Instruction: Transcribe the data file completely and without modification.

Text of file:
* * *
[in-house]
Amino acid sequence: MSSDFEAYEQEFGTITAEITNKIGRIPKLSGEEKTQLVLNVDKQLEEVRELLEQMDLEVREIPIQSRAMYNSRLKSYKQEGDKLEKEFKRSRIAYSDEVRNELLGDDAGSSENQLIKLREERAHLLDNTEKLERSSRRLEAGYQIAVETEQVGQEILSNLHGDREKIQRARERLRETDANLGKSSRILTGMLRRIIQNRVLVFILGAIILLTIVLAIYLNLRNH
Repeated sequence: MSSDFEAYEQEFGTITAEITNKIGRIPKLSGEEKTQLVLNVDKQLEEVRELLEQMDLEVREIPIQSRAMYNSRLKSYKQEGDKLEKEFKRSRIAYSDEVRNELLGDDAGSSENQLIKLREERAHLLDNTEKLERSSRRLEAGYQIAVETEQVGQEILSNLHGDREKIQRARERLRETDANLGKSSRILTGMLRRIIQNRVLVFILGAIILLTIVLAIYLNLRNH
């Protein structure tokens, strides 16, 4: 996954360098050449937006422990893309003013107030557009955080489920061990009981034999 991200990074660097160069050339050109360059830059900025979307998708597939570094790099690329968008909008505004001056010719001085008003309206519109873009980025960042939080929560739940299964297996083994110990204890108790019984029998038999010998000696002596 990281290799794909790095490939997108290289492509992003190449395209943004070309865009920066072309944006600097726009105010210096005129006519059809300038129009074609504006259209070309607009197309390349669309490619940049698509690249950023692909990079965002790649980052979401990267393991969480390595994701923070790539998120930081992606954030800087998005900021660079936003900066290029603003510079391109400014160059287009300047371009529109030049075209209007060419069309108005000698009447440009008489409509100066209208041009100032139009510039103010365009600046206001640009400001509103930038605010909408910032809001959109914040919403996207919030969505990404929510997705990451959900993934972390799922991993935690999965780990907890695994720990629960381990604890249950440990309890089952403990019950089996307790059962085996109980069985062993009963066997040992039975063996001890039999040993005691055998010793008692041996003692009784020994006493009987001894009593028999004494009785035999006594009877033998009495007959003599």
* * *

[in-house]
Amino acid sequence: MSSDFEAYEQEFGTITAEITNKIGRIPKLSGEEKTQLVLNVDKQLEEVRELLEQMDLEVREIPIQSRAMYNSRLKSYKQEGDKLEKEFKRSRIAYSDEVRNELLGDDAGSSENQLIKLREERAHLLDNTEKLERSSRRLEAGYQIAVETEQVGQEILSNLHGDREKIQRARERLRETDANLGKSSRILTGMLRRIIQNRVLVFILGAIILLTIVLAIYLNLRNH
Repeated sequence: MSSDFEAYEQEFGTITAEITNKIGRIPKLSGEEKTQLVLNVDKQLEEVRELLEQMDLEVREIPIQSRAMYNSRLKSYKQEGDKLEKEFKRSRIAYSDEVRNELLGDDAGSSENQLIKLREERAHLLDNTEKLERSSRRLEAGYQIAVETEQVGQEILSNLHGDREKIQRARERLRETDANLGKSSRILTGMLRRIIQNRVLVFILGAIILLTIVLAIYLNLRNH
């Protein structure tokens, strides 16, 4: 996954360098050449937006422990893309003013107030557009955080489920061990009981034999 991200990074660097160069050339050109360059830059900025979307998708597939570094790099690329968008909008505004001056010719001085008003309206519109873009980025960042939080929560739940299964297996083994110990204890108790019984029998038999010998000696002596 990281290799794909790095490939997108290289492509992003190449395209943004070309865009920066072309944006600097726009105010210096005129006519059809300038129009074609504006259209070309607009197309390349669309490619940049698509690249950023692909990079965002790649980052979401990267393991969480390595994701923070790539998120930081992606954030800087998005900021660079936003900066290029603003510079391109400014160059287009300047371009529109030049075209209007060419069309108005000698009447440009008489409509100066209208041009100032139009510039103010365009600046206001640009400001509103930038605010909408910032809001959109914040919403996207919030969505990404929510997705990451959900993934972390799922991993935690999965780990907890695994720990629960381990604890249950440990309890089952403990019950089996307790059962085996109980069985062993009963066997040992039975063996001890039999040993005691055998010793008692041996003692009784020994006493009987001894009593028999004494009785035999006594009877033998009495007959003599």